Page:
“On the consumer side, through connected thermostats, we see they value having connected HVAC equipment,” said Sung. “Of course, not all consumers are excited about these connected devices in the market. However, geothermal products, which are targeted largely at the higher end of the market, see more benefits of connectivity due to the relative cost of the upgrade compared to the cost of the unit. I believe the whole industry is really moving firmly into IoT connectivity.”
Robbennolt also pointed out the customers themselves are getting smarter, which is affecting the marketplace. “We are seeing more acceptance and awareness of geothermal by end users coming directly to us researching the products,” he said. “Consumers are getting much smarter, and they are leveraging the power of the internet and doing their research before even approaching a contractor or dealer to have conversations. They know things about the products and generally have something picked out beforehand. The level of engagement is new in geothermal and other segments of the market.”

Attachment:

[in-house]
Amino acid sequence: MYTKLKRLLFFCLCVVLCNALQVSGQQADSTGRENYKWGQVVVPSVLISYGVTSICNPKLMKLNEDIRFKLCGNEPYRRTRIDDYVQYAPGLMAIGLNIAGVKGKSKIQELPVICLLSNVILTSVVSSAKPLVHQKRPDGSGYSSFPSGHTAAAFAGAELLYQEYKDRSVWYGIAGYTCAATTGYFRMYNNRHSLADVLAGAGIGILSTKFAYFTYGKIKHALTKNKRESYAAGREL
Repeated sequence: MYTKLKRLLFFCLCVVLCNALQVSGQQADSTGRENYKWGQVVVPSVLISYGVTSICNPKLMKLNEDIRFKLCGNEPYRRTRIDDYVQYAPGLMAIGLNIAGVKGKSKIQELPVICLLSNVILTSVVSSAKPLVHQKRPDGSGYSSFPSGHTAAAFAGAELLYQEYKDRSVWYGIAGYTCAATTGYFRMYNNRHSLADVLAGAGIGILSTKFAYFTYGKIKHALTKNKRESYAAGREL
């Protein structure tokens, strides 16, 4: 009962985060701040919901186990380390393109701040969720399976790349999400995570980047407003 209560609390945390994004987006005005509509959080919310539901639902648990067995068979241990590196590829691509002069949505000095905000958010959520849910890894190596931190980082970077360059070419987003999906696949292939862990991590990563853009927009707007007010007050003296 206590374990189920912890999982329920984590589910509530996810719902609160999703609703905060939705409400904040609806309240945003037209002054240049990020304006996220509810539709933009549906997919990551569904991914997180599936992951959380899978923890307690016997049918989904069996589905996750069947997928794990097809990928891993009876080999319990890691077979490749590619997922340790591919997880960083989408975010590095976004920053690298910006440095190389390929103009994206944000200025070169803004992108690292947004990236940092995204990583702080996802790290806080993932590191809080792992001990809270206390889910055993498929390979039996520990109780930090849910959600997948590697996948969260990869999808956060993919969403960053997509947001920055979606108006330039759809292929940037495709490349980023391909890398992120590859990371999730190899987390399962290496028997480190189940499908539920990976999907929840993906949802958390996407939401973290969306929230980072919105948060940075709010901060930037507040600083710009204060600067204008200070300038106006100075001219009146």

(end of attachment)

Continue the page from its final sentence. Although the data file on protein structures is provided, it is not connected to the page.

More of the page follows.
There are certainly issues to be wary of as the IoT grows both in the industry at large and specifically within geothermal. Robbennolt highlighted the potential concern of having malicious software gain access to a whole network and then wreak havoc on anything and everything in the building.
“It’s something we have to be careful of, but once that network backbone gets identified, you will see a flurry of things happening,” he said. “The IoT will stabilize and mature once that happens.”
As that market stabilizes and matures, consumer demand for smart products in geothermal will only increase.
“Throughout HVAC, end users and installation/service professionals are looking for more access to data,” said Sung. “We expect major growth in geothermal and the IoT over the next few years. This growth will only accelerate because it’s still at the early stages of development.”
Publication date: 4/3/2017